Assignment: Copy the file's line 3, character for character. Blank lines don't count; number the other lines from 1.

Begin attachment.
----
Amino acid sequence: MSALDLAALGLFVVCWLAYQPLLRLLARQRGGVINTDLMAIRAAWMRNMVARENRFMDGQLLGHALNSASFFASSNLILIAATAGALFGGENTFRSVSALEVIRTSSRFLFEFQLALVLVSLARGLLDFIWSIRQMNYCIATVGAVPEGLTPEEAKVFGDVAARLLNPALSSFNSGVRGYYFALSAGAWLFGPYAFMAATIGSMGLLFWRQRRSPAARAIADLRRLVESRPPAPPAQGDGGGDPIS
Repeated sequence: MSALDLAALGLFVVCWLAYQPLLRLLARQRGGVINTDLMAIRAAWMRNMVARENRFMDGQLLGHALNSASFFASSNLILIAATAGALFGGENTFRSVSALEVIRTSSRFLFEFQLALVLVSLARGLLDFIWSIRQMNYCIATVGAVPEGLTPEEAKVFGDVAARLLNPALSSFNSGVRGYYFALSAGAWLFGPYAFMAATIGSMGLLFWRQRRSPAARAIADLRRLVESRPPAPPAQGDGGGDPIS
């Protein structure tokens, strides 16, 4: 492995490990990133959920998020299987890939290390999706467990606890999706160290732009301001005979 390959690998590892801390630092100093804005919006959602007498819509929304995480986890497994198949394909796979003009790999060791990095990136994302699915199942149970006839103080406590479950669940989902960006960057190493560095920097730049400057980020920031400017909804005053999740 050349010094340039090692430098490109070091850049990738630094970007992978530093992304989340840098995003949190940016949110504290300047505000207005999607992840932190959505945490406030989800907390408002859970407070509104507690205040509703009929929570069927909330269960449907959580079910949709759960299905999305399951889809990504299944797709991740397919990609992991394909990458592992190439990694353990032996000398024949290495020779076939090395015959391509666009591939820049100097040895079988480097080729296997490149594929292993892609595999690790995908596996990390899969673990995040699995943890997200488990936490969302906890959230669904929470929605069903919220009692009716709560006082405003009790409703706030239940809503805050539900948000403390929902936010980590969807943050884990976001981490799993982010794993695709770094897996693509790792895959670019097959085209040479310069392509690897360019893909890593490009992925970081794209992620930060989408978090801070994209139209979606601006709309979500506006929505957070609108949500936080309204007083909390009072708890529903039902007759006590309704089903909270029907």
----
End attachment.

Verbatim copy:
């Protein structure tokens, strides 16, 4: 492995490990990133959920998020299987890939290390999706467990606890999706160290732009301001005979 390959690998590892801390630092100093804005919006959602007498819509929304995480986890497994198949394909796979003009790999060791990095990136994302699915199942149970006839103080406590479950669940989902960006960057190493560095920097730049400057980020920031400017909804005053999740 050349010094340039090692430098490109070091850049990738630094970007992978530093992304989340840098995003949190940016949110504290300047505000207005999607992840932190959505945490406030989800907390408002859970407070509104507690205040509703009929929570069927909330269960449907959580079910949709759960299905999305399951889809990504299944797709991740397919990609992991394909990458592992190439990694353990032996000398024949290495020779076939090395015959391509666009591939820049100097040895079988480097080729296997490149594929292993892609595999690790995908596996990390899969673990995040699995943890997200488990936490969302906890959230669904929470929605069903919220009692009716709560006082405003009790409703706030239940809503805050539900948000403390929902936010980590969807943050884990976001981490799993982010794993695709770094897996693509790792895959670019097959085209040479310069392509690897360019893909890593490009992925970081794209992620930060989408978090801070994209139209979606601006709309979500506006929505957070609108949500936080309204007083909390009072708890529903039902007759006590309704089903909270029907």